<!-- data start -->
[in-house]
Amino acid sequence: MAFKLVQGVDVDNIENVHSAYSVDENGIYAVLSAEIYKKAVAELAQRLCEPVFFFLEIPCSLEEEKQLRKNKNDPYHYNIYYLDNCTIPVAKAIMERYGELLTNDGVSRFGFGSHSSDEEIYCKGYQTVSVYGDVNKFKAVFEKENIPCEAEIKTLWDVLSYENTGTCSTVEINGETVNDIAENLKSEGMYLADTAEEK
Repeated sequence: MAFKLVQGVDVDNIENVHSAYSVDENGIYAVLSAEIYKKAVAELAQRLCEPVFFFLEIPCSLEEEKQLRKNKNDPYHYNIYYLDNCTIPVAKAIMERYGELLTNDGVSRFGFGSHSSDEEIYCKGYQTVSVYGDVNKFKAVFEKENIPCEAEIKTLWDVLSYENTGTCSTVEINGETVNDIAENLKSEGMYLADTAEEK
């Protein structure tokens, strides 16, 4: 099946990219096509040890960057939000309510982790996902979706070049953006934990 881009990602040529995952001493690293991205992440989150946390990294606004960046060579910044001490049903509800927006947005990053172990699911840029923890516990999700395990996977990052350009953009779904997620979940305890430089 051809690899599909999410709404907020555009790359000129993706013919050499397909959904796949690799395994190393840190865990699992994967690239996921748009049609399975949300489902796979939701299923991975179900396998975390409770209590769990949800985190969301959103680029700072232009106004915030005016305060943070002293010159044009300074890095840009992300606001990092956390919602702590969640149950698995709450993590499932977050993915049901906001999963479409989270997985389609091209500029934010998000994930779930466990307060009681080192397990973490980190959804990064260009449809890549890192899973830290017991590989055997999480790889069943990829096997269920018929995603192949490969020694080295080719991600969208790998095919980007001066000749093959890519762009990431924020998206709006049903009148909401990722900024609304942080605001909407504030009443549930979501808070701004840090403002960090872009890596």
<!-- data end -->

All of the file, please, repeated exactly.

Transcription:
[in-house]
Amino acid sequence: MAFKLVQGVDVDNIENVHSAYSVDENGIYAVLSAEIYKKAVAELAQRLCEPVFFFLEIPCSLEEEKQLRKNKNDPYHYNIYYLDNCTIPVAKAIMERYGELLTNDGVSRFGFGSHSSDEEIYCKGYQTVSVYGDVNKFKAVFEKENIPCEAEIKTLWDVLSYENTGTCSTVEINGETVNDIAENLKSEGMYLADTAEEK
Repeated sequence: MAFKLVQGVDVDNIENVHSAYSVDENGIYAVLSAEIYKKAVAELAQRLCEPVFFFLEIPCSLEEEKQLRKNKNDPYHYNIYYLDNCTIPVAKAIMERYGELLTNDGVSRFGFGSHSSDEEIYCKGYQTVSVYGDVNKFKAVFEKENIPCEAEIKTLWDVLSYENTGTCSTVEINGETVNDIAENLKSEGMYLADTAEEK
């Protein structure tokens, strides 16, 4: 099946990219096509040890960057939000309510982790996902979706070049953006934990 881009990602040529995952001493690293991205992440989150946390990294606004960046060579910044001490049903509800927006947005990053172990699911840029923890516990999700395990996977990052350009953009779904997620979940305890430089 051809690899599909999410709404907020555009790359000129993706013919050499397909959904796949690799395994190393840190865990699992994967690239996921748009049609399975949300489902796979939701299923991975179900396998975390409770209590769990949800985190969301959103680029700072232009106004915030005016305060943070002293010159044009300074890095840009992300606001990092956390919602702590969640149950698995709450993590499932977050993915049901906001999963479409989270997985389609091209500029934010998000994930779930466990307060009681080192397990973490980190959804990064260009449809890549890192899973830290017991590989055997999480790889069943990829096997269920018929995603192949490969020694080295080719991600969208790998095919980007001066000749093959890519762009990431924020998206709006049903009148909401990722900024609304942080605001909407504030009443549930979501808070701004840090403002960090872009890596």